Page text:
Tendencies to loneliness. Rather than something to be feared, alone time gives children the space to explore their interests and passions. Children who spend time alone can become accustomed to entertaining themselves and genuinely enjoy their own company. It’s also a useful skill in adulthood.
Myth #3: Having more children deprives kids of their parents’ attention
What’s the flip
side about myths for only children? That having a baby (or many babies)
deprives your toddlers and older children of your attention.
It’s true that having more children increases the demands on parents’ time and attention. Like only children, first-born children experience constant attention from their parents during their first years at home. As a group, they tend to be well-behaved and focused on pleasing adults.
As new siblings enter the family dynamic, some children choose to define their roles in opposition to those their siblings hold. Here’s a few patterns you might see if:
The eldest slept through the night, your next children may be more fitful.
Your older child only likes meat and carbs, your second child might embrace vegetables and fruit.
The oldest child is a model kid, younger children may take the position of being good at bad behavior. Expect to see more naughtiness and challenges to your authority if your child chooses this role. Alternatively, if your oldest child sees a sibling’s birth as a threat to their position, they may start to act out and misbehave. In those cases, the second child may orient themselves to being the “good one.”
If you spend time with children, you’ll
notice they’re very interested in what other children do and say. Observing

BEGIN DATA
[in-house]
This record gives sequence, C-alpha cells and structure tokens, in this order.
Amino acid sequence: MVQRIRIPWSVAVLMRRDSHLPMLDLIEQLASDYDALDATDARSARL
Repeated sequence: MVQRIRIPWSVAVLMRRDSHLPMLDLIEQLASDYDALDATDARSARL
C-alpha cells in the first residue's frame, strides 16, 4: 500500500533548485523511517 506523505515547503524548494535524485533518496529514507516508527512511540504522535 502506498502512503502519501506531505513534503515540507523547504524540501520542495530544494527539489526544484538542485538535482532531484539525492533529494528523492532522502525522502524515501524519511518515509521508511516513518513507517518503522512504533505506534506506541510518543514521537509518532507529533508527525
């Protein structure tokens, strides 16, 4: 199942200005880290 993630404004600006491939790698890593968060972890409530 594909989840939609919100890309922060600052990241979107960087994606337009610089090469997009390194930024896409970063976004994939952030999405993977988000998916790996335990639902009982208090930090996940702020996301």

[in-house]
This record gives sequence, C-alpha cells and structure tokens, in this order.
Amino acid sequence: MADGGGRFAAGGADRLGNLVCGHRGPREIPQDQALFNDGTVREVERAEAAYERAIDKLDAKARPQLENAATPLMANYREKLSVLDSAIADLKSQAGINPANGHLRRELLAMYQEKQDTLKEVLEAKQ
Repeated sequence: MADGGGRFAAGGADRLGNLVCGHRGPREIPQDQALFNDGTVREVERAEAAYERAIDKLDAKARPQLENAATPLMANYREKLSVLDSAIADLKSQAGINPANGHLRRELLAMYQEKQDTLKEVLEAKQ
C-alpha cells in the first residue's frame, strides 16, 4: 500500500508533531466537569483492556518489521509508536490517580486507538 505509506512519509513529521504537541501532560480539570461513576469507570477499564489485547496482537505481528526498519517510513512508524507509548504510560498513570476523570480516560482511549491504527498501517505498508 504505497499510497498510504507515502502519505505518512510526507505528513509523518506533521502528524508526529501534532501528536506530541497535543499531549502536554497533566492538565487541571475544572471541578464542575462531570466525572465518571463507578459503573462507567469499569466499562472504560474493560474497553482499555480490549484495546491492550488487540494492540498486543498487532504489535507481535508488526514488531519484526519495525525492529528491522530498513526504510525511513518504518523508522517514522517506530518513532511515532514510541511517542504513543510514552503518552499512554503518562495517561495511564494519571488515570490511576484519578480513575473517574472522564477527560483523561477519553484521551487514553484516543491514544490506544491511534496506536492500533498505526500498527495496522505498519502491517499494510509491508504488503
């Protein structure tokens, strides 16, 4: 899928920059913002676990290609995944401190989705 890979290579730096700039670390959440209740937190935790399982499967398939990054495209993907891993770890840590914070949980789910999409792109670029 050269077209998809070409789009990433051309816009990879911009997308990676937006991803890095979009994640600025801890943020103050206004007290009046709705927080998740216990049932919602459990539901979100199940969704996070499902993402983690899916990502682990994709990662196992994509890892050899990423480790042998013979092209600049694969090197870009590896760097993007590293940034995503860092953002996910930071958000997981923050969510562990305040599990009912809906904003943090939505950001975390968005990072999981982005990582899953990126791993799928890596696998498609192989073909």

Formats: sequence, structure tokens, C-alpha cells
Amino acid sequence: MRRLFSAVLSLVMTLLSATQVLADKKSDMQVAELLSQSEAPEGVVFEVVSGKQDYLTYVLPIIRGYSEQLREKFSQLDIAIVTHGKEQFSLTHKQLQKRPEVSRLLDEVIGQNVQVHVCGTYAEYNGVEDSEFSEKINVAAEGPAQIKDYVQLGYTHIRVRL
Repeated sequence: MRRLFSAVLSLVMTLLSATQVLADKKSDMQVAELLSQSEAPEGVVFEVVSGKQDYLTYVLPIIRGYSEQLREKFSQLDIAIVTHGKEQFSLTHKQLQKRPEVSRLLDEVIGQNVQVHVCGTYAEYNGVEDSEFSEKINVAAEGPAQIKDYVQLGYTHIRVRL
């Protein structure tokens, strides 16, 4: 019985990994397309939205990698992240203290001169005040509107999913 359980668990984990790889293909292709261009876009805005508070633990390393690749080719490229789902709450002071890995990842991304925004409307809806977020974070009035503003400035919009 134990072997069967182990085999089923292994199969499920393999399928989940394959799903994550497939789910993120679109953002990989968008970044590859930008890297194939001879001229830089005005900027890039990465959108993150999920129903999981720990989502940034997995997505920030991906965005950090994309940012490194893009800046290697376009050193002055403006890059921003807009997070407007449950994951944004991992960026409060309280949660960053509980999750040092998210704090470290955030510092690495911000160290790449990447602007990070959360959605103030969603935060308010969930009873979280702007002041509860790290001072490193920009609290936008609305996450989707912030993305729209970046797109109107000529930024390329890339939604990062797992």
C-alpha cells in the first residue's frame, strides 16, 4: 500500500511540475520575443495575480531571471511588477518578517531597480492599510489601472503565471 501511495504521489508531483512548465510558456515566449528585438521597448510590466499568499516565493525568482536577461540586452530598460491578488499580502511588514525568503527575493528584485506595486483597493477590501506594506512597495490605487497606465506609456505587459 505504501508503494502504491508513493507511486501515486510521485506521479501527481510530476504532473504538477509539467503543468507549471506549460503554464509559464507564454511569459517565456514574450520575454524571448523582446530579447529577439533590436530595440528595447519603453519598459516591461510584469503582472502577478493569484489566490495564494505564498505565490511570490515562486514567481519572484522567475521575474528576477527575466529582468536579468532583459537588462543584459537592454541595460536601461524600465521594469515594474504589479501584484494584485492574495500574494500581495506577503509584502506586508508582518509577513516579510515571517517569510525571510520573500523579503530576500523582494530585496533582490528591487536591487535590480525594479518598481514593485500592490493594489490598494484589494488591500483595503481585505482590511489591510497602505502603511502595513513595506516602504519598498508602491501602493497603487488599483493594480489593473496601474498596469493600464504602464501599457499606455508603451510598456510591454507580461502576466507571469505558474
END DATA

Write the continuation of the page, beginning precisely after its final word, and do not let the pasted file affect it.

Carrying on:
older children one way in which kids learn and differentiate themselves from
You can expect children with older
Look up to their older siblings. And, they’ll try very hard to physically keep up to avoid missing anything.
Take bigger risks, with less concerned with perfection and mistake making.
Express an ambitious “go-for-it” attitude.
Creating positive sibling dynamics in your family
As many philosophers have
noted, there’s no one way to be a family. As you bring more children into your
household, here are some takeaway thoughts to keep in mind.
Observe what your children do and say about their family role. Don’t assume their experience will match yours or project your ideas about what it should be. It’ll give you a clearer understanding and opportunity to course correct as needed.
Give each child the space to play, learn and make mistakes. Whether you have one child or 10, accept each for their uniqueness.
What’s fair isn’t always what’s needed. Many parents adopt scrupulous fairness as a way of not playing favorites. Not only is policing fairness exhausting, if children complain about a sibling-related injustice, they may be expressing a different need. Making everything equal only serves to increase the competitive nature of the relationship between siblings. They will become bean counters, assessing fairness in all things. Life isn’t fair, and sometimes the needs of one demands different time, attention, resources. Get curious and ask questions about what your children need and how their needs may be different.
Do your best. As adults, children from big families often note that while the first child’s babyhood is lovingly documented, the third child is lucky if there’s a picture. So, accept that your experience with each child will also be different as your family grows . And, make space for your ideas to similarly shift.